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Gregory Boyd v. Alaska Dept. of Commerce & Economic Development, Div. Of Occupational Licensing (5/28/99), 977 P 2d 113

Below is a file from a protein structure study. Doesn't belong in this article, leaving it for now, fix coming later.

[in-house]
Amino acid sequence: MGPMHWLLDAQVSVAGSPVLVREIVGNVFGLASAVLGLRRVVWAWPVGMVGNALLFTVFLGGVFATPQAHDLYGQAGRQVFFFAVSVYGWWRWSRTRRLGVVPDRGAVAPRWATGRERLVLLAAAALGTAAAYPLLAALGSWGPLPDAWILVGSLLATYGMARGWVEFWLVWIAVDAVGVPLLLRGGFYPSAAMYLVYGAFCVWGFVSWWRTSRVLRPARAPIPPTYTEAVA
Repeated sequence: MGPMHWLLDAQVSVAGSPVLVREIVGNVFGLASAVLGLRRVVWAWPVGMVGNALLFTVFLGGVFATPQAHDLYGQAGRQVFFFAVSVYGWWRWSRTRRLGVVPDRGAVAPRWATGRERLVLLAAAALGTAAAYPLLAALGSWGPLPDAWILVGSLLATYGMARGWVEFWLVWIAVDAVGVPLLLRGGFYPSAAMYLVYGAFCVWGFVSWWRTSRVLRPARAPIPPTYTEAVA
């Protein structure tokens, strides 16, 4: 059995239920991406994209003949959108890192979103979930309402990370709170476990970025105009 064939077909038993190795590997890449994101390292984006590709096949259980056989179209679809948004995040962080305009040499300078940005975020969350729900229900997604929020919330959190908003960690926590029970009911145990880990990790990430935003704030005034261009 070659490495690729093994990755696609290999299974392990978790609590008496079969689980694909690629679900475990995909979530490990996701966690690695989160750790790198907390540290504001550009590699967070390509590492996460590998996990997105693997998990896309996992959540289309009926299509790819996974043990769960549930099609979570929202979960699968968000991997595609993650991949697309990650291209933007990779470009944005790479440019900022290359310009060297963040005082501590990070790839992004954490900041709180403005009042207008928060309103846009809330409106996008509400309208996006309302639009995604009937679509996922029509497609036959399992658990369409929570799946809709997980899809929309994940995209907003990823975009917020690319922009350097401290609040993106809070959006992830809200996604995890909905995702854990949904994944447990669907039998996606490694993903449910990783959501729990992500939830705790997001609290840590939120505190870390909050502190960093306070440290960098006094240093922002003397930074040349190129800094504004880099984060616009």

Notice: This opinion is subject to correction before publication in the Pacific Reporter. Readers are requested to bring errors to the attention of the Clerk of the Appellate Courts, 303 K Street, Anchorage, Alaska 99501, phone (907) 264-0608, fax (907) 264-0878. THE SUPREME COURT OF THE STATE OF ALASKA GREGORY BOYD, ) ) Supreme Court No. S-8568 Appellant, ) ) Superior Court No. v. ) 3AN-97-6052 CI ) STATE OF ALASKA, DEPARTMENT ) O P I N I O N OF COMMERCE AND ECONOMIC ) DEVELOPMENT, DIVISION OF ) [No. 5126 - May 28, 1999] OCCUPATIONAL LICENSING, ) ) Appellee. ) ______________________________) Appeal from the Superior Court of the State of Alaska, Third Judicial District, Anchorage, Sigurd E. Murphy, Judge pro tem. Appearances: Brent R. Cole, Marston & Cole, P.C., Anchorage, for Appellant. Gayle A. Horetski, Assistant Attorney General and Bruce M. Botelho, Attorney General, Juneau, for Appellee. Before: Matthews, Chief Justice, Eastaugh, Fabe, Bryner, and Carpeneti, Justices. FABE, Justice. I. INTRODUCTION The State Division of Occupational Licensing denied Gregory Boyd's application for renewal of his hunting guide license on the ground that a $2,500 payment he had previously made as a condition of a suspended imposition of sentence for a regulatory violation was a "fine"under AS 08.54.605. While we affirm the Division's denial, we also hold that Boyd may request modification of his SIS conditions. II. FACTS AND PROCEEDINGS From 1986 to 1996 Gregory Boyd was a registered hunting guide in Alaska. Boyd claims to have received up to seventy percent of his annual income from guiding clients on big game hunts in Alaska. His license, issued by the Alaska Department of Commerce & Economic Development, Division of Occupational Licensing, [Fn. 1] expired on December 31, 1996. During 1996 Boyd pled "no contest"to two violations of AS 16.05.407(a) for failing to provide a licensed assistant guide to certain non-resident sheep and bear hunters. Boyd had hired an assistant guide who had represented to Boyd that he was licensed, but who had failed to pay the required licensing fee and to obtain updated CPR and First Aid cards. Under the terms of a negotiated agreement between Boyd and the Palmer District Attorney's Office (through Assistant District Attorney Dave Berry), Boyd received a one-year suspended imposition of sentence (SIS) on both of the counts. The agreement provided that the probationary periods for both counts would run consecutively. The sentencing judge required that Boyd make two payments of $2,500 as a condition of the SIS and handwrote "fines concurrent"and "[f]orego [the] Spring '97 Bear hunt"on the sentencing form. In January 1997 Boyd began filling out his application for license renewal. In the application, the Division asks potential guides to disclose whether they have been convicted of a state hunting or guiding regulation violation "for which [they] were fined more than $1,000." Boyd's attorney, Brent Cole, called Assistant District Attorney Berry to inquire as to whether the $2,500 payment would be a barrier to Boyd's license renewal and, if so, whether the District Attorney's Office would agree not to oppose a restructuring of Boyd's SIS conditions to avoid such a result. Cole wrote a follow-up letter to Berry on January 8, 1997, stating: This letter will confirm our understanding that Mr. Boyd's payment to the court of $2,500 under the terms of his suspended imposition of sentence is not considered a fine under 12.55.035 but rather a condition of the suspended imposition of sentence. If I am incorrect in the assessment please contact me. In light of this understanding, Boyd sent his renewal application to the Division in February 1997, asserting that he had not been convicted of a state hunting or guiding regulation violation for which he was fined more than $1,000. On March 24, 1997, the Division sent Boyd a letter informing him that his registered guide license would not be renewed: According to Sec. 08.54.605(1)(A), a person may not receive or renew a registered guide license, master guide license, class-A assistant guide license, assistant guide license, or transporter license if the person has been convicted of a state hunting, guiding, or transportation services statute of [sic] regulation within the last five years of which the person was fined more than $1,000 or imprisoned for more than five days. Boyd sought an immediate hearing to review the Division's denial of his license renewal. The administrative hearing officer for the Division found that the $2,500 payment did constitute a fine and affirmed the agency's decision. On August 6, 1997, Boyd filed a notice of appeal to the superior court, as well as an emergency motion for injunctive relief seeking a stay of the administrative order and immediate issuance of his license. The superior court granted Boyd's request for a stay and directed the Division to issue Boyd a license. The State appealed the ruling to this court; we declined to remove the stay. Boyd thus received a guide license for the 1997 hunting season effective August 15, 1997. After hearing Boyd's substantive appeal from the administrative decision, the superior court affirmed the actions taken by the Division. Boyd appeals. III. DISCUSSION A. Standard of Review We review questions of law not involving agency expertise under the so-called "substitution of judgment"test. [Fn. 2] "Application of this standard permits a reviewing court to substitute its own judgment for that of the agency even if the agency's decision had a reasonable basis in law."[Fn. 3] B. Boyd's Payment Constitutes a "Fine"under AS 08.54.605. Boyd claims that his $2,500 payment cannot be a fine under AS 08.54.605 [Fn. 4] because a court must actually impose a sentence in order to require payment of a "fine." Boyd relies on AS 12.55.035, which provides that, "upon conviction of an offense, a defendant may be sentenced to pay a fine as authorized in this section or as otherwise authorized by law." But in so arguing, Boyd ignores the statutes governing SIS and probation: AS 12.55.080-.100. Subsection .100 specifically authorizes fines as conditions of probation: [Fn. 5] (a) While on probation and among the conditions of probation, the defendant may be required (1) to pay a fine in one or several sums; (2) to make restitution or reparation to aggrieved parties for actual damages or loss caused by the crime for which conviction was had . . . . Indeed, given that courts may go so far as to require imprisonment as a condition of SIS, [Fn. 6] Boyd's interpretation of sec. .035 as precluding payment of a fine except when pursuant to an actual sentence seems untenable. [Fn. 7] Boyd's own counsel and the assistant district attorney acknowledged at the sentencing hearing their understanding that the payment constituted a fine: Cole: The negotiated disposition is this: Mr. Boyd will receive a suspended imposition on each count . . . and the suspended impositions will run consecutively, so the idea is that he will be on probation for three years, essentially. There will be no jail time imposed. There will be a $5,000 fine with $2,500 suspended. . . . . Berry: Yes, correct. Each count, but just one fine. (Emphasis added.) Moreover, this court has previously treated such payments as "fines"regardless of the particular language used by the sentencing court. In Brown v. State, [Fn. 8] the superior court imposed a sentence of two years' probation on a defendant who pled nolo contendere to a charge of polygamy and required the defendant to pay $3,000 as a condition of probation. [Fn. 9] On appeal, this court concluded that "the sentencing court . . . was empowered to make payment of a fine a condition of probation even in the circumstance where the crime is only punishable by imprisonment." [Fn. 10] In so holding, this court implicitly found that the $3,000 payment was a "fine,"even though the sentencing court did not use the word "fine"in its order of probation. [Fn. 11] C. Alaska Statute 08.54.605 Does Not Violate Boyd's State or Federal Equal Protection or Due Process Rights. Boyd argues that AS 08.54.605 violates the equal protection clauses of the United States and Alaska Constitutions because it denies license renewals to those convicted of violating state, but not federal, hunting and guiding statutes. Yet the case on which Boyd relies, Maeckle v. State, [Fn. 12] undermines his equal protection argument. In Maeckle, the court of appeals held that it was not discriminatory to impose more severe penalties for guiding without a license than for practicing other professions without a license. [Fn. 13] Just as the Maeckle court rejected an attempt to identify the relevant class for equal protection purposes as "persons practicing their profession without a license,"we reject Boyd's attempt to define the class as "persons convicted of hunting offenses who arguably received a fine greater than $1,000." Those convicted of violating state hunting and guiding laws, such as Boyd, have committed a different crime than those convicted of parallel federal offenses. D. Under the Doctrine of Equitable Estoppel, Boyd Should Have a Chance to Modify His SIS Conditions to Retain His License. Boyd argues that the Division was estopped from rejecting his application for license renewal because an assistant district attorney assured Boyd that the $2,500 payment was not a "fine" within the meaning of AS 08.54.605. To the extent that Boyd relied on the assistant district attorney's comments in deciding not to request modification of his sentence, we agree. To invoke equitable estoppel against a state entity, a party must show that: "(1) the governmental body assert[ed] a position by conduct or words; (2) the private party act[ed] in reasonable reliance thereon; (3) the private party suffer[ed] resulting prejudice; and (4) the estoppel serves the interest of justice so as to limit public injury."[Fn. 14] We acknowledge that Assistant District Attorney Berry did not have the authority to change the laws of Alaska as written; his written assurances to Boyd did not alter the fact that Boyd's payment is a "fine"under AS 08.54.605. [Fn. 15] Indeed, given that Berry's statement referred to AS 12.55.035 rather than 12.55.100, it was not technically inconsistent with the Licensing Commission's rejection of Boyd's renewal application. Still, Berry's assurances to Boyd were not isolated misstatements of the law; rather, they were made in direct response to a request from Boyd's attorney that the District Attorney's Office not oppose modification of Boyd's SIS conditions so that Boyd would not lose his license. Berry communicated to Boyd's attorney that such a modification was unnecessary because Boyd's license would not be revoked because of the payment. Berry was the assistant district attorney assigned to the case and, as such, had authority to make statements with respect to the scope and consequences of a plea agreement between the District Attorney's Office and a defendant. [Fn. 16] The District Attorney's Office, by way of Berry's statement, therefore effectively agreed that the conditions of Boyd's SIS should not affect Boyd's license. To that extent, Boyd reasonably relied on Berry's assurances in deciding not to pursue the remedy he initially contemplated: a stipulated modification of his SIS conditions. Although the District Attorney's Office could not force the Division to ignore sec. .605 as written, the office did have the authority to agree to a restructuring of Boyd's sentence that would allow him to avoid the collateral consequences of sec. .605. To deny Boyd the opportunity to seek modification of his SIS conditions would be to contravene the intent of both Berry and the sentencing court. During plea negotiations, both understood that Boyd would forego only the spring 1997 bear hunt and that he would keep his license unless he committed another offense within a three-year probationary period. If Boyd had known that his agreement with Berry would have precluded him from renewing his license for five years, Boyd could have requested a modification of the conditions of his SIS under AS 12.55.085, which allows the sentencing court "at any time during the period of probation"to "revoke or modify its order of suspension of imposition of sentence."[Fn. 17] Because Boyd detrimentally relied on Berry's statement, he should have the opportunity to request that the sentencing court modify his SIS conditions pursuant to AS 12.55.085. [Fn. 18] IV. CONCLUSION Because we hold that Boyd's payment constitutes a "fine" under AS 08.54.605, we AFFIRM that part of the superior court's ruling. But because Boyd reasonably relied on the assistant district attorney's statement that Boyd would not lose his license based on his SIS conditions, we also hold that Boyd may request modification of his SIS conditions pursuant to AS 12.55.085, notwithstanding any statute of limitations otherwise imposed on such modification. FOOTNOTES Footnote 1: See AS 08.54.600. Footnote 2: See Nyberg v. University of Alaska, 954 P.2d 1376, 1378 (Alaska 1998) (citing Handley v. State, Dep't of Revenue, 838 P.2d 1231, 1233 (Alaska 1992)). Both parties agree that this appeal raises questions of law that do not involve agency expertise. Footnote 3: Hammer v. City of Fairbanks, 953 P.2d 500, 504 (Alaska 1998) (quoting Tesoro Alaska Petroleum Co. v. Kenai Pipe Line Co., 746 P.2d 896, 903 (Alaska 1987)). Footnote 4: AS 08.54.605 denies license renewal to any person convicted of "a state hunting, guiding, or transportation services statute or regulation within the last five years for which the person was fined more than $1,000 or imprisoned for more than five days. [Fn. 19]" AS 08.54.605 (emphasis added). Footnote 5: Although sec. .100 refers to "probation"rather than suspended imposition of sentence, the latter necessarily entails that the defendant be placed on probation. See AS 12.55.085. Footnote 6: See AS 12.55.086. Footnote 7: The sentencing judge's handwritten notation -- "fines concurrent"-- on Boyd's sentencing hearing record is also indicative of the court's understanding that Boyd was paying a fine. Footnote 8: 559 P.2d 107 (Alaska 1977). Footnote 9: See id. at 108. Footnote 10: Id. at 110. Footnote 11: Similarly, in Ashton v. State, 737 P.2d 1365 (Alaska App. 1987), the court of appeals held that the lower court had erred in forcing a defendant to make a $2,100 payment as a special condition of probation without considering the defendant's earning capacity. See id. at 1365-66. The court noted that its holding would be the same regardless of whether it characterized the payment as a "fine" or as restitution. See id. at 1366. The court offered no third alternative for how to characterize such a payment. Footnote 12: 792 P.2d 686 (Alaska App. 1990). Footnote 13: See id. at 689. Footnote 14: Crum v. Stalnaker, 936 P.2d 1254, 1256 (Alaska 1997) (citing Wassink v. Hawkins, 763 P.2d 971, 975 (Alaska 1988)). Footnote 15: "[T]he mere expression of an erroneous opinion on a matter of law raises no estoppel."[Fn. 20] 28 Am. Jur. 2d Estoppel and Waiver sec. 47 (1966). Footnote 16: Cf. Surina v. Buckalew, 629 P.2d 969, 980 (Alaska 1981) (holding that assistant district attorneys act as "agents of the state"when promising grants of immunity). Footnote 17: AS 12.55.085(d). Footnote 18: The record is unclear as to whether Boyd's probationary period was two or three years. If it was for two years, it would have expired on December 2, 1998. Although a defendant may normally only request SIS modification during his probationary period, see AS 12.55.085, the circumstances of this case justify tolling of the period to allow Boyd to request modification. See Smith v. Thompson, 923 P.2d 101, 105 (Alaska 1996) (allowing equitable tolling when defendant has notice, did not suffer prejudice, and when plaintiff acted reasonably and in good faith). Footnote 19: AS 08.54.605(a)(1)(A) (emphasis added). Footnote 20: Id. at sec. 47.